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Looking after your violin

The most important part of looking after your violin is to keep it clean! Every time you finish playing use a duster to remove any rosin dust that lands on the top of the violin particularly around the bridge area - it's surprising just how much dust falls from the bow during playing. As rosin is acidic, it can damage the varnish if left on the delicate surface of a violin. Remember that the longer the dust is left , the harder it is to remove. We regularly come across violins that haven't been cleaned for years and see the damage rosin build up can cause to the violins varnish.

It's also advisable to wipe the strings in the area where the bow is placed and to wipe the stick of the bow taking great care not to touch the hair. Rosin sticks to the bow as well with residue tending to build up on the underside if not cleaned

When cleaning your instrument, remember polish is rarely needed, and when necessary, only a commercial violin polish should be used. Cleaning the violin with furniture polish or water is likely to damage the varnish and acoustics of the violin. Water is will also open the seams of the instrument applied even in modest quantities. If at all possible, don't touch the varnished body of the violin and always hold the instrument by the neck. Fingers are likely to leave natural oils on the varnish which can lead to unsightly marks over time.

Remember, a quick wipe is all that is needed to keep your instrument looking good & retaining it's value!

Bow care

Whenever you handle your violin bow, try not to touch the bow hairs with your fingers or hand. The natural oils on your skin will reduce the ability of the bow to grip the string and make a pleasant sound.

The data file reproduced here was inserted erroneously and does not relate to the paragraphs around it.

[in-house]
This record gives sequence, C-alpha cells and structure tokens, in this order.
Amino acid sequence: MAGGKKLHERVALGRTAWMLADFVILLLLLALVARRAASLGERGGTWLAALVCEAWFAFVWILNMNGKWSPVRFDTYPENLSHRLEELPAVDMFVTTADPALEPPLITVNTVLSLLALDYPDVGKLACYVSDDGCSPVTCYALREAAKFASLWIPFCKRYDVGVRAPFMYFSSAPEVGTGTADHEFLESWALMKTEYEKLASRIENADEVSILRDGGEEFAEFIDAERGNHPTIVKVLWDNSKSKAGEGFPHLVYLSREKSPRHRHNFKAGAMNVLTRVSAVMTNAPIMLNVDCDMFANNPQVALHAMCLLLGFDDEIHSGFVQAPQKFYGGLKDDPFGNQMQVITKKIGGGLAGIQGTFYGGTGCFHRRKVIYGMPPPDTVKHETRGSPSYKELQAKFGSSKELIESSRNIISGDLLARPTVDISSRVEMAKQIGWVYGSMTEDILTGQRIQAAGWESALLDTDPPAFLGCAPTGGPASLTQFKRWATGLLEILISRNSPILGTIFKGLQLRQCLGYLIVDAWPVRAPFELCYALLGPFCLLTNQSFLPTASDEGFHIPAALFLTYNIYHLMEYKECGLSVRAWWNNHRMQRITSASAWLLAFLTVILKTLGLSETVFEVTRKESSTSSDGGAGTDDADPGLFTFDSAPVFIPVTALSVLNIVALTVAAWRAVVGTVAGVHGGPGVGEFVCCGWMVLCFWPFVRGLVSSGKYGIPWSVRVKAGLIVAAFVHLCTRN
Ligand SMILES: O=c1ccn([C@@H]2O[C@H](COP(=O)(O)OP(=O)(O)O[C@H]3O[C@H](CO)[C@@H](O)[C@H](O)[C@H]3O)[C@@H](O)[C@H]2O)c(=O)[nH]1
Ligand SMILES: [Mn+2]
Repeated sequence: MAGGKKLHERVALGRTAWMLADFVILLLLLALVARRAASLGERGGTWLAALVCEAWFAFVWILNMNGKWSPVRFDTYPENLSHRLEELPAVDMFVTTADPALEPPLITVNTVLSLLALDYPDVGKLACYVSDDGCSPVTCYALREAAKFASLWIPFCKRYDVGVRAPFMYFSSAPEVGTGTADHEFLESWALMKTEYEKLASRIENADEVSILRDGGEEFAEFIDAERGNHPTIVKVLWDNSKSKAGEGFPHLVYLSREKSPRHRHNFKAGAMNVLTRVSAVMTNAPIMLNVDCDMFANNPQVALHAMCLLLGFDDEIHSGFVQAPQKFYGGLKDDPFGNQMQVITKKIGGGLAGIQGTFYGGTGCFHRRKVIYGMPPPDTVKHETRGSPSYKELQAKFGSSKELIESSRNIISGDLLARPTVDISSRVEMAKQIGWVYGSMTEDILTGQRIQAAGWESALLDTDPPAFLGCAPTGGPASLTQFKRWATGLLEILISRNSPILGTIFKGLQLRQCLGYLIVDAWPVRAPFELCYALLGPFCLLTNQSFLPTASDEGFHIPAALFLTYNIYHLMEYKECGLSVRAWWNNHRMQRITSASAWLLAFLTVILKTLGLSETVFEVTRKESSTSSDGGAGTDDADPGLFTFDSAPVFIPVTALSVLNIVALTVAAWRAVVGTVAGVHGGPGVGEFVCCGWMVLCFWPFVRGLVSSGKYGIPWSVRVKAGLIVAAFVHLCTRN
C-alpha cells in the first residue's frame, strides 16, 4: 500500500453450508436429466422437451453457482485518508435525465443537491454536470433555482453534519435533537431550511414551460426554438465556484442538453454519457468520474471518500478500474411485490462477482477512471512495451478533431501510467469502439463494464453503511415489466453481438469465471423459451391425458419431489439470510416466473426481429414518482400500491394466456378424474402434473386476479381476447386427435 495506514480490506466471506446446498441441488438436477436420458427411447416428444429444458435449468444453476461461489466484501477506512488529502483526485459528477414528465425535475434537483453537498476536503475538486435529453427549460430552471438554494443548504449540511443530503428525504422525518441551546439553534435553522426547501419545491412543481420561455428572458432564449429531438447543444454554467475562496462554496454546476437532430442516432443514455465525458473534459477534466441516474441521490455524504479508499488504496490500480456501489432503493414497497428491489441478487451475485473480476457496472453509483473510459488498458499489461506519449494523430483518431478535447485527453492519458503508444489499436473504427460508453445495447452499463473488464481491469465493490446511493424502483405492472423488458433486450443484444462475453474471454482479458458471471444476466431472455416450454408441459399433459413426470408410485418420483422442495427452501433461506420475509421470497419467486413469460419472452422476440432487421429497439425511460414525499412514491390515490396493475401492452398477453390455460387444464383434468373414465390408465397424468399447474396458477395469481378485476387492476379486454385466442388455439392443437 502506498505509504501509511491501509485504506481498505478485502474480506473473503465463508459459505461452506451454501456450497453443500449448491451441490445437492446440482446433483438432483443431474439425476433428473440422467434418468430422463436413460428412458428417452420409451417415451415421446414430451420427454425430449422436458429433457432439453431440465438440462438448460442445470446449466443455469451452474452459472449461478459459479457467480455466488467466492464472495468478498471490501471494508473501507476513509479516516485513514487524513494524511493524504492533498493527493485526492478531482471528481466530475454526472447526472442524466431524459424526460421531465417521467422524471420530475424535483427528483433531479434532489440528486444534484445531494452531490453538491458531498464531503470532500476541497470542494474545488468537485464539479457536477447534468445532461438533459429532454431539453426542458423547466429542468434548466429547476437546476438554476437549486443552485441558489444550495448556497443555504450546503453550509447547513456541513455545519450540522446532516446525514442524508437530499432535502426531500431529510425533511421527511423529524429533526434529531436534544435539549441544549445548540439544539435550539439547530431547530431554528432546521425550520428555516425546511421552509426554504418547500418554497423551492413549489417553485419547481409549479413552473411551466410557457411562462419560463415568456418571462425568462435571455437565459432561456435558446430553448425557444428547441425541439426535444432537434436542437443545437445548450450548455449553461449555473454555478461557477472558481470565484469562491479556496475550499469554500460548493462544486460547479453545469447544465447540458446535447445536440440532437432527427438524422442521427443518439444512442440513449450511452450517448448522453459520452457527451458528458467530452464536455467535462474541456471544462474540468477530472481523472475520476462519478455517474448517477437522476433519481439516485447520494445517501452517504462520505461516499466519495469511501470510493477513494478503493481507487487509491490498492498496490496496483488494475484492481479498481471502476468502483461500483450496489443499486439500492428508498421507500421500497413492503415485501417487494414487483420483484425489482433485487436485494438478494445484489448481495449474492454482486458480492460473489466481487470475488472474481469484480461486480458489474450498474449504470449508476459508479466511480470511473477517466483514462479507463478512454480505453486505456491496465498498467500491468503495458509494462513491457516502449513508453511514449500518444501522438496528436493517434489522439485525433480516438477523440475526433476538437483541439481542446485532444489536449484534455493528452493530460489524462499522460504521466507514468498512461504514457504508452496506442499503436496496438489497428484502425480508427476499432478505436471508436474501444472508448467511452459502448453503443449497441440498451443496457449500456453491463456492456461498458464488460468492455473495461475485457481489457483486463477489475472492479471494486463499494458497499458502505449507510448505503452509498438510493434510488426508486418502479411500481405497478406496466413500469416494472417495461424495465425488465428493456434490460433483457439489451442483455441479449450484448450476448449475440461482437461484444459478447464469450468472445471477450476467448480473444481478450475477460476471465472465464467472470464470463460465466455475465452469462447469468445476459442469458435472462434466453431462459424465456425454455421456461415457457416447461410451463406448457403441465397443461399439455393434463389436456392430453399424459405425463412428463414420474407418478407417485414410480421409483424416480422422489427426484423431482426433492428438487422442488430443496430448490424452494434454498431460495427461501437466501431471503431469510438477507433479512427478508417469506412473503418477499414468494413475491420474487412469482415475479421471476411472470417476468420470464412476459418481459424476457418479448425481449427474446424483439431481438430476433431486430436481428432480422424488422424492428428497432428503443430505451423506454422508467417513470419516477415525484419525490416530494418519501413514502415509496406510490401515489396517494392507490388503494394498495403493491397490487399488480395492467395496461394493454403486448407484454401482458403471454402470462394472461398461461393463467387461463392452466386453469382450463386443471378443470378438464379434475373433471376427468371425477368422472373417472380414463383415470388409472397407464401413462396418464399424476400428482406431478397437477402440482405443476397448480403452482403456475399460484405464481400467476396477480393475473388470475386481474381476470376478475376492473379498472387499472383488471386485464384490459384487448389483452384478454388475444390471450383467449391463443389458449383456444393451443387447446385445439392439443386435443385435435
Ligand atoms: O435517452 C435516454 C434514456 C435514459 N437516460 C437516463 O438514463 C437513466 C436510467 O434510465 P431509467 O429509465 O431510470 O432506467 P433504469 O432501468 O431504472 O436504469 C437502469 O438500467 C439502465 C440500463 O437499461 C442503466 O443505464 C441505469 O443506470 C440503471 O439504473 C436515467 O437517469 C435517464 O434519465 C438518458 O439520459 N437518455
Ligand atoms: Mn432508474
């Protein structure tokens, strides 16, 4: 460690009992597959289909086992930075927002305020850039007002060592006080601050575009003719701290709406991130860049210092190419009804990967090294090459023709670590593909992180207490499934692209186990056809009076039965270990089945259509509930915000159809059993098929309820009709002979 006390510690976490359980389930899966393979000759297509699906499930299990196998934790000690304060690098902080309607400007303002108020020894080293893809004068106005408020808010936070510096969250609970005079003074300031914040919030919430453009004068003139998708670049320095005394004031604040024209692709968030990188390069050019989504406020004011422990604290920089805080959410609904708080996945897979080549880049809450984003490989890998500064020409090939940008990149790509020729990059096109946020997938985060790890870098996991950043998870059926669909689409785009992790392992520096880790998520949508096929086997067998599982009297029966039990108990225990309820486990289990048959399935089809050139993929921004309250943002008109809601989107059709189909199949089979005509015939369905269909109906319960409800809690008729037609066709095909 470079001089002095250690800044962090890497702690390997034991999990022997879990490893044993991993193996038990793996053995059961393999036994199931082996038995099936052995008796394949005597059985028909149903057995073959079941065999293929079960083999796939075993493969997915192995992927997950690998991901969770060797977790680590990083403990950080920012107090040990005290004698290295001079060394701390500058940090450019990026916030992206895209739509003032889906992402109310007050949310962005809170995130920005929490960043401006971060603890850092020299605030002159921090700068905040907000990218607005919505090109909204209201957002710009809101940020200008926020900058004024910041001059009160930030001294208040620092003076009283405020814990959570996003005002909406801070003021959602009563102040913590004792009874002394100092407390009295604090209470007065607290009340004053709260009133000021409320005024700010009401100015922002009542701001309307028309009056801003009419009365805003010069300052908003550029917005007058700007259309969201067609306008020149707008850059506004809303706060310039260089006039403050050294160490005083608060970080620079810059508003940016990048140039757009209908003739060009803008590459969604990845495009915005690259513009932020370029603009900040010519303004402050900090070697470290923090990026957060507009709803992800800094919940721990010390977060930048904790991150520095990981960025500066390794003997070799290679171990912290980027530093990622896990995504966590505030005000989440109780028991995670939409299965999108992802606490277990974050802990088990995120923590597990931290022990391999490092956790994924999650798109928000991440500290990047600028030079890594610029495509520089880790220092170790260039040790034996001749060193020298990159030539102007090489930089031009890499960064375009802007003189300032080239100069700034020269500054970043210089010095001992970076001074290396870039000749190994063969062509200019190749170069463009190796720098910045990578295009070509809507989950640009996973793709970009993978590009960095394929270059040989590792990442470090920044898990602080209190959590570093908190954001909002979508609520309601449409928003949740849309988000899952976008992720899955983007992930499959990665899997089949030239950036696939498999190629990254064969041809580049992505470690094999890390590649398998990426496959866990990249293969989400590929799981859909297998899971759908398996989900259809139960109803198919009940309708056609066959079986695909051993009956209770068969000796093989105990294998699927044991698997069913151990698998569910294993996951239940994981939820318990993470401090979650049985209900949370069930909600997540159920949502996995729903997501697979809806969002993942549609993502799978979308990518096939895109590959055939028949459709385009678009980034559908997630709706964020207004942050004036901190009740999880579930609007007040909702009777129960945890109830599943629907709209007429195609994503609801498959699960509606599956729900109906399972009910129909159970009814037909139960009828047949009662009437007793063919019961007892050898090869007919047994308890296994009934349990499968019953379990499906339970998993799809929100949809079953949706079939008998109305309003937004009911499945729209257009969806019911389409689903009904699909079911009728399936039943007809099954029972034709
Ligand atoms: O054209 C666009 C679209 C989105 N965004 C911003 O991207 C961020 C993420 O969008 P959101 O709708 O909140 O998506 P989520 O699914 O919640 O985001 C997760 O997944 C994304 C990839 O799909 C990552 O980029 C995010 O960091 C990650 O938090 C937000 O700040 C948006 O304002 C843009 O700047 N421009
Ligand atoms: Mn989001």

Put a small amount of rosin on your bow before playing. Rosin provides the bow hair with friction in order to produce a sound when the bow is pulled across the violin strings. Hold the rosin in your left hand, place the bow hairs flat on the rosin and slowly move the bow back and forth on the rosin.

Always loosen your bow hair when not in use. To do this, you turn the adjustable screw at the end of the bow which moves the frog up and down the stick and is the mechanism by which the bow hair is tensioned. Note that the bow hair should be about the thickness of a pencil away from the stick at the middle of the bow once it is tightened.

When you have finished playing you should always unwind the screw so that the hair looses all its' tension. If you don't do this, you risk stretching the hair or taking the curve out of the bow stick. Doing this every time you finish playing can save many pounds and lots of inconvenience.


Remember violins can be valuable instruments, so when you are not using your violin always put it back into its case and fasten the lid. Many good violins are damaged because people forget to do simple things like this. For example, they lift up the case with an unfastened lid and the violin falls out onto a hard floor causing considerable and expensive damage. The safest place for your violin is in its case with the lid shut unless you're playing it of course.

Never store your violin in extreme hot, cold or damp locations and never leave your instrument in direct sunlight or in the trunk of your car on a warm day (the heat could melt the varnish, crack the wood, open the seams). It's worth buying a hygrometer (measures humidity levels in the atmosphere) and thermometer to ensure conditions are right for your instrument.

If you live in a dry climate, you may want to consider using a humidifier made for violins (excessive dryness can cause cracking or the seams of your violin to open) to help you look after your instrument. .

Important note for customers outside the U.K.

If you need to return a violin or bow please contact us for return instructions BEFORE returning the item. We are unable to accept items returned without first contacting us at sales@hergova.com

Please nsure the instrument is securely packed before despatching it to avoid transportation damage.